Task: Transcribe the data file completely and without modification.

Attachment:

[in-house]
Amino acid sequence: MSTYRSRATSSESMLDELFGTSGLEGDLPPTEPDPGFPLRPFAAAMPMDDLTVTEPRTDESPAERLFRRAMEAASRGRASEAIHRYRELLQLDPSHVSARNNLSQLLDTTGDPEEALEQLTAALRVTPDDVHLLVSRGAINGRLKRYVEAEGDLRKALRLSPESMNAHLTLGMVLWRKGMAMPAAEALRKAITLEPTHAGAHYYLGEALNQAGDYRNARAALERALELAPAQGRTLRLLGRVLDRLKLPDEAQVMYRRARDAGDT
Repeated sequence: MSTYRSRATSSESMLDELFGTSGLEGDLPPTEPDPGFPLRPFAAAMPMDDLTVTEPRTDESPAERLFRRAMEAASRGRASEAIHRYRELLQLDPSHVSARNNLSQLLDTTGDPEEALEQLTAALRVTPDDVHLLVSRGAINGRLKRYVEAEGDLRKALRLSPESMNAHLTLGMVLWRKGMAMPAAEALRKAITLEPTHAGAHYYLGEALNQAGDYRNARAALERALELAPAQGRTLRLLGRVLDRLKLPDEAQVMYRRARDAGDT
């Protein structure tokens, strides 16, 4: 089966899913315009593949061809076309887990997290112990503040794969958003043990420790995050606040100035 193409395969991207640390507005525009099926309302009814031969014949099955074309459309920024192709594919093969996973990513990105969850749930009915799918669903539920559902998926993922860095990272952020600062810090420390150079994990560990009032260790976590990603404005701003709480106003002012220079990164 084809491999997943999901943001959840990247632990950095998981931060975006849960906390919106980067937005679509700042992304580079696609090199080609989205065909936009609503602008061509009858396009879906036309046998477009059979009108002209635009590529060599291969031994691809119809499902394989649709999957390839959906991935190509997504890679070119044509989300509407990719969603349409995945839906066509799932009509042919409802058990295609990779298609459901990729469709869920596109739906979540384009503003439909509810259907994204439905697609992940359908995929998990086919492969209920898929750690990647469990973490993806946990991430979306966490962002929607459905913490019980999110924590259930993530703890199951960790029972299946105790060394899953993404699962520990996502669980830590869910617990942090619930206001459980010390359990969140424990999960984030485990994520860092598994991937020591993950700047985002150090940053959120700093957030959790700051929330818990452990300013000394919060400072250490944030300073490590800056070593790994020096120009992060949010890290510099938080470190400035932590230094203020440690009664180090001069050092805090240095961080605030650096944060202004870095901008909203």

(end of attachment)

[in-house]
Amino acid sequence: MSTYRSRATSSESMLDELFGTSGLEGDLPPTEPDPGFPLRPFAAAMPMDDLTVTEPRTDESPAERLFRRAMEAASRGRASEAIHRYRELLQLDPSHVSARNNLSQLLDTTGDPEEALEQLTAALRVTPDDVHLLVSRGAINGRLKRYVEAEGDLRKALRLSPESMNAHLTLGMVLWRKGMAMPAAEALRKAITLEPTHAGAHYYLGEALNQAGDYRNARAALERALELAPAQGRTLRLLGRVLDRLKLPDEAQVMYRRARDAGDT
Repeated sequence: MSTYRSRATSSESMLDELFGTSGLEGDLPPTEPDPGFPLRPFAAAMPMDDLTVTEPRTDESPAERLFRRAMEAASRGRASEAIHRYRELLQLDPSHVSARNNLSQLLDTTGDPEEALEQLTAALRVTPDDVHLLVSRGAINGRLKRYVEAEGDLRKALRLSPESMNAHLTLGMVLWRKGMAMPAAEALRKAITLEPTHAGAHYYLGEALNQAGDYRNARAALERALELAPAQGRTLRLLGRVLDRLKLPDEAQVMYRRARDAGDT
């Protein structure tokens, strides 16, 4: 089966899913315009593949061809076309887990997290112990503040794969958003043990420790995050606040100035 193409395969991207640390507005525009099926309302009814031969014949099955074309459309920024192709594919093969996973990513990105969850749930009915799918669903539920559902998926993922860095990272952020600062810090420390150079994990560990009032260790976590990603404005701003709480106003002012220079990164 084809491999997943999901943001959840990247632990950095998981931060975006849960906390919106980067937005679509700042992304580079696609090199080609989205065909936009609503602008061509009858396009879906036309046998477009059979009108002209635009590529060599291969031994691809119809499902394989649709999957390839959906991935190509997504890679070119044509989300509407990719969603349409995945839906066509799932009509042919409802058990295609990779298609459901990729469709869920596109739906979540384009503003439909509810259907994204439905697609992940359908995929998990086919492969209920898929750690990647469990973490993806946990991430979306966490962002929607459905913490019980999110924590259930993530703890199951960790029972299946105790060394899953993404699962520990996502669980830590869910617990942090619930206001459980010390359990969140424990999960984030485990994520860092598994991937020591993950700047985002150090940053959120700093957030959790700051929330818990452990300013000394919060400072250490944030300073490590800056070593790994020096120009992060949010890290510099938080470190400035932590230094203020440690009664180090001069050092805090240095961080605030650096944060202004870095901008909203």